Then the angel of the Lord shows up to Gideon and says two things that are completely contrary to the situation. He says, “The Lord is with you…” And then calls Gideon, “…mighty warrior.” Both parts seem to be very untrue at this moment in Israel’s history. God seems very far away from Israel and from Gideon. And, riddled with fear, Gideon is in no way a mighty warrior.

This is what God does for us. God sees in us who He created us to be, not who we are in the moment. God speaks the future over our lives when we are still in the present. By the end of the Gideon story, it will become obvious that God is with Gideon and that he is a mighty warrior. But when these words are spoken in this moment, they sound ridiculous.

God’s words have creative power. So words from God that declare our future have a way of pulling us into that future. What God says about us in this moment is more true than the circumstances that we see around us. His words about us are more true than our own self-image or self-perception. Our job is to believe His words above everything else we see with our physical eyes.

I’ve had this personally happen to me. I’ve had people come up to me and give me a prophetic word from the Lord. When they said the word to me, it sounded ridiculous. It sounded outlandish and fanciful. Yet, looking back years later, I realize that every bit of that word was true. And more than that, because that word was spoken, it had a gravitational force to it that pulled me into that future.

God still does this with me today. There are moments I’ve had in prayer where I sense God saying something over my life. Yet what God says seems unbelievable. But what God is teaching me is to trust His word over the circumstances I see around me. I’m learning to trust His words about me more than I trust my thoughts about me.

So, what is God saying about you? What word does He have for your life? If you don’t know, ask Him.

Ask this question: Father, how do you see me?

Then sit quietly and listen for spontaneous thoughts that enter your mind that don’t feel like your own. Or look for mental images that come to mind that seem to appear spontaneously. This is often how the Holy Spirit will respond to the questions we have for God. You may be surprised at what He says, but choose to believe His word over your own self-perception.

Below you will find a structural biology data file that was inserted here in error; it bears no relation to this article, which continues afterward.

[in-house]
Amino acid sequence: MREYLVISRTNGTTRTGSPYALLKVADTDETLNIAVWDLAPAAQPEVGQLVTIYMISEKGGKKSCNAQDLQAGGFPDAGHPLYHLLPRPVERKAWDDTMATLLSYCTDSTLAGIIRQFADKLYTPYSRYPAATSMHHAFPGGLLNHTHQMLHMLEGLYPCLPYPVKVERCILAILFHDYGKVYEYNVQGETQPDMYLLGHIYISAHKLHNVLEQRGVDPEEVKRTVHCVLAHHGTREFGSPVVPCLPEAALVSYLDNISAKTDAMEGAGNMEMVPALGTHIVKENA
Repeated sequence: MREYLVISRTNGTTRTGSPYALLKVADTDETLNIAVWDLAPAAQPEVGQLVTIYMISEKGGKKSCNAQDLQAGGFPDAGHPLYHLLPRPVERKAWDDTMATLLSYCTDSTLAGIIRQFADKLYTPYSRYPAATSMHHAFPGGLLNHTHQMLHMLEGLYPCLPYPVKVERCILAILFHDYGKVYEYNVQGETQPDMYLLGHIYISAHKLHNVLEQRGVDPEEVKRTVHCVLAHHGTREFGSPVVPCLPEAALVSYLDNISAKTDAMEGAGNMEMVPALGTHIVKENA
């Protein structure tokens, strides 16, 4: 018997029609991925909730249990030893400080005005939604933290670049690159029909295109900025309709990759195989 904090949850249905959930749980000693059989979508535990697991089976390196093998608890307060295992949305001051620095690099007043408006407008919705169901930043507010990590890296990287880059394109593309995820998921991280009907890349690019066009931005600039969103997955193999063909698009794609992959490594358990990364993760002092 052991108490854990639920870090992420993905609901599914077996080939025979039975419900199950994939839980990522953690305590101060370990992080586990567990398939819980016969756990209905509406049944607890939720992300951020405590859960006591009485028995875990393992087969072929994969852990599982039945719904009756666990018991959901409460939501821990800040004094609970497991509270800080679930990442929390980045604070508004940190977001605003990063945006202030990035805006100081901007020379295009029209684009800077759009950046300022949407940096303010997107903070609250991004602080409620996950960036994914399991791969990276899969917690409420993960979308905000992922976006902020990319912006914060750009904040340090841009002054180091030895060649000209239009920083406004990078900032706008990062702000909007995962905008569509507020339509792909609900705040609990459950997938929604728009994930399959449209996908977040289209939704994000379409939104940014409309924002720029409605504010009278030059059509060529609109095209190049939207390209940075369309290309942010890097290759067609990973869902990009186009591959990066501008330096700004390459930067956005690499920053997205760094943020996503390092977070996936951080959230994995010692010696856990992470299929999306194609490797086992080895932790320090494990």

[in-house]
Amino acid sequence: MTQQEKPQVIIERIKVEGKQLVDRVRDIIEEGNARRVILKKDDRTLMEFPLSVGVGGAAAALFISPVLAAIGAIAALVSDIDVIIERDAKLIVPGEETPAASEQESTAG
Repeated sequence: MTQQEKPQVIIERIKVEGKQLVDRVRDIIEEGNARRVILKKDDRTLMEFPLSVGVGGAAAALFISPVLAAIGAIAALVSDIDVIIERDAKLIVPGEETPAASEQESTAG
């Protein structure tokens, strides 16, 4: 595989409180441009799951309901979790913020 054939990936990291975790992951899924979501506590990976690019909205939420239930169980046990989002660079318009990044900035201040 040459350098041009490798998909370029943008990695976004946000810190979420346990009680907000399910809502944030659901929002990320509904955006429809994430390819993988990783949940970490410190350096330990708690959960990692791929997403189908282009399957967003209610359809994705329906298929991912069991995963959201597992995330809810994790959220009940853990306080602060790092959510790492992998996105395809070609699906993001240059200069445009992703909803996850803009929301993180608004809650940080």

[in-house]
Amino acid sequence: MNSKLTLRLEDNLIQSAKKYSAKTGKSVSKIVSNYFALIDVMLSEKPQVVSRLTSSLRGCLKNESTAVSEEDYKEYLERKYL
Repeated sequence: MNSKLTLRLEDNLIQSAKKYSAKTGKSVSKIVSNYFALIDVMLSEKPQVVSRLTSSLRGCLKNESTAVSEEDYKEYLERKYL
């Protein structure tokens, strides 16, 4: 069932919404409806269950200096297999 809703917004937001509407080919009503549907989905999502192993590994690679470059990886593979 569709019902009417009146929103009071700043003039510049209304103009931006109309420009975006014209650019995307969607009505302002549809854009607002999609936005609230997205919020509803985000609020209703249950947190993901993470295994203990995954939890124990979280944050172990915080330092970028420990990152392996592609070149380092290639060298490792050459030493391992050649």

Total Recall

Timothy, my son, I am giving you this command in keeping with the prophecies once made about you, so that by recalling them you may fight the battle well, holding on to faith and a good conscience, which some have rejected and so have suffered shipwreck with regard to the faith.

1 Timothy 1:18-19

Paul wrote to Timothy as his spiritual son knowing the prophetic words that had been spoken over Timothy’s life. In order for Timothy to fight the good fight and continue in the faith through hardship, he would have to remember the words spoken over his life.

Sometimes prophetic words–words from the Lord about who we are and who we are becoming–come to us through our alone time with God. Sometimes God speaks to us through a highlighted passage of scripture that the Holy Spirit illuminates. Sometimes God speaks to us in our prayer time, calling us into our future through His still, small voice. And sometimes prophetic words come to us through other people who speak a word from the Lord about our lives.

Life can come at us in a way that makes us forget what God has said about us, our identity, and our future. The Israelites were continually getting into trouble because they forgot–forgot what God said, what God did and who they were called to be. Paul needed Timothy to remember the prophetic words spoken about his life so that he would have the confidence to move forward in faith. Remembering what God says about us emboldens us to break through what everyone else is saying about us.

So, if you get a word from the Lord, either through other people or through your alone time with Him, write it down. Keep a journal. And make it a practice to go back and read through them, remembering the words that God has spoken to you and about you. This is essential in fighting the good fight of faith. This is essential is avoiding a shipwreck of faith.